Tag Archives: crown publishing

The Pisces by Melissa Broder

IMG_7999Have you ever fantasized about having sex with a mermaid/merman/merperson? Then this IS the book for you! Unfortunately, I have not and it was not.
I’ve been reading Melissa Broder’s work for years in different formats and styles (see her book of personal essays and corresponding twitter account, her poetry, and her monthly existential horoscope). I enjoy her voice and am willing to follow her down most paths, but I couldn’t get behind most of this storyline (falling in love with a mythical creature in a non-fantastical world).
The novel follows Lucy who is in a rut with her PhD dissertation, her long term relationship, and her life generally. She spirals when pieces of her life begins collapsing and escapes to her sister’s home on the beach where she begins group therapy, bonds with a dog, and falls for a merman.
Aside from grimacing during some of the sex scenes (this may just be me; I find most sex scenes to be gratuitous and unnecessary for my own interests, but they are probably delightful for people seeking steamy descriptions), I fell in love with so many of the sentences in this book. Broder has a beautiful way of writing about depression that really connects with me and I love reading her bits on this and generally moving through life. Single sentences are haunting and poetic and I’ve included some of my favorites below.IMG_8004
Overall — if you read this description and were like “OH YEAH!” you should pick up this book. If it didn’t sound like it was up your alley, you’re probably right and should skip it. Also feel free to enjoy these sexy merman ornaments that I found while wandering around Manhattan two weeks ago.
Quotes are from an advance reader copy and may differ slightly from the final published format.

“I felt tears rise up. I had not cried in years. I had felt, for a long time, that if I started crying I would not stop — that if I finally ripped, there would be nothing to stop my guts from falling out.” 

“I didn’t want to be seen too closely, or I might have to look at me too.”
“Part of me was reacting to the pain. But another part of me liked being melodramatic, babying myself.”

Disclaimer: I was provided with a digital copy of this book for free from Hogarth Press via NetGalley. All opinions expressed in the review are my own and have not been influenced by Hogarth Press or NetGalley.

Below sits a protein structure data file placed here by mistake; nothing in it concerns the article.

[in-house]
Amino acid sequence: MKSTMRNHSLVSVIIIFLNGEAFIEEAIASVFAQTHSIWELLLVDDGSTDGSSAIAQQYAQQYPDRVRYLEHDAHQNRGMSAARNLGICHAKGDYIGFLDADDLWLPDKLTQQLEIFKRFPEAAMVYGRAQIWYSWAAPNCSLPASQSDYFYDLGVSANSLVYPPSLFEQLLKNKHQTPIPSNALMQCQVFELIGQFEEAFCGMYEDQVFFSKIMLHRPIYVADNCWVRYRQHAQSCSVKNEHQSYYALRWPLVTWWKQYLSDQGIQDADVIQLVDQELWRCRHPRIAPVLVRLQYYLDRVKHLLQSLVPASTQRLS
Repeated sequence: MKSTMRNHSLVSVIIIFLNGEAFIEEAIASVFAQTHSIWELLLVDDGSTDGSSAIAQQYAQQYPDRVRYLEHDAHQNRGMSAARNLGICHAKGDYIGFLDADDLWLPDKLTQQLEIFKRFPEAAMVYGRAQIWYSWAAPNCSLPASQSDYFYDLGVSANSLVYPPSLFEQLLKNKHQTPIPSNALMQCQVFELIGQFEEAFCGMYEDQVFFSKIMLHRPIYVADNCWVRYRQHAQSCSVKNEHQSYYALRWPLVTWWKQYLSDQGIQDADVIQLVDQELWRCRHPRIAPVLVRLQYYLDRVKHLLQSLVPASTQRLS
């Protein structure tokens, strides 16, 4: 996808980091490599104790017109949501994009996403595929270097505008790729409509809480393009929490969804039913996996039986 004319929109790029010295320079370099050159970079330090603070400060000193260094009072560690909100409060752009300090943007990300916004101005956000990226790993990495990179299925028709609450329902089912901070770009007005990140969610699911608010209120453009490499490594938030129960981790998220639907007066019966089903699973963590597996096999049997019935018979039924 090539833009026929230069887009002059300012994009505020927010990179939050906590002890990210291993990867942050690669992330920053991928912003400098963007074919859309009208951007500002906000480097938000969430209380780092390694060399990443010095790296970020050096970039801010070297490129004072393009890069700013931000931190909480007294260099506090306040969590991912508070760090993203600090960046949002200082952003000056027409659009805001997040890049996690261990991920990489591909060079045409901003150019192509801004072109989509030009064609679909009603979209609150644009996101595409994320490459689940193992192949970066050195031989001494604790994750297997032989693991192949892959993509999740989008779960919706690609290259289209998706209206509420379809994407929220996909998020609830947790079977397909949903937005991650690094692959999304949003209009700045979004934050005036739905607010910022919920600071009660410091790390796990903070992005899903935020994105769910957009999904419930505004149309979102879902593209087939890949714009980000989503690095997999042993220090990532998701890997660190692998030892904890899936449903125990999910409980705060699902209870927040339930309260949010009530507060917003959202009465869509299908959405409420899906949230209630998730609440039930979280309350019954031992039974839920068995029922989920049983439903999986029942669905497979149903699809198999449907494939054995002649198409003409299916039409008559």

Publication Date: 1 May 2018 by Hogarth PressFormat: ARC ebook.

Author: Melissa Broder web/@twitter

 

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Evicted by Matthew Desmond

evictedEvicted by Matthew Desmond is 100% a must read and hands down one of my favorite books of the year. Don’t just take my word for it though — the book won the Pulitzer Prize for General Nonfiction this year which is no small feat!

Sociologist Matthew Desmond spent years immersing himself in the lower end of Milwaukee’s housing market, observing and interviewing those living in poverty and mostly terrible conditions perpetuated by landlords, the local government, and more. He often lived alongside his subjects, experiencing the daily occurrences that happened typically in a trailer park and later in the “ghetto” of Milwaukee. Throughout his work, Desmond mostly follows a small cast of characters, though he interviewed an incredible number of people, to give the reader a very in depth look at the cyclical suffering that many people with unstable and unreliable housing have been forced to accept and expect. 

While this is a necessary read to help people understand how those in control of housing perpetually disadvantage those in poverty, this is also just generally worthwhile reading for anyone who has ever been a tenant (aka someone who has ever rented their housing). While living in New York City, several of my friend’s and my housing frequently had issues that were unacceptable, dangerous, and repeatedly ignored by landlords despite multiple requests for maintenance or assistance. This is an important read to understand what your rights are as a tenant, the systems that make it essentially impossible for tenants to challenge their landlord’s actions, the typical issues that occur for those who are tenants within very in demand housing (either because of limited housing for the number of people in a city or because there is limited housing that will allow you to reside somewhere because of the nature of evictions, etc.), and to try to understand why landlords will choose to repeatedly ignore a problem that impedes a tenant’s standard of living and quality of life.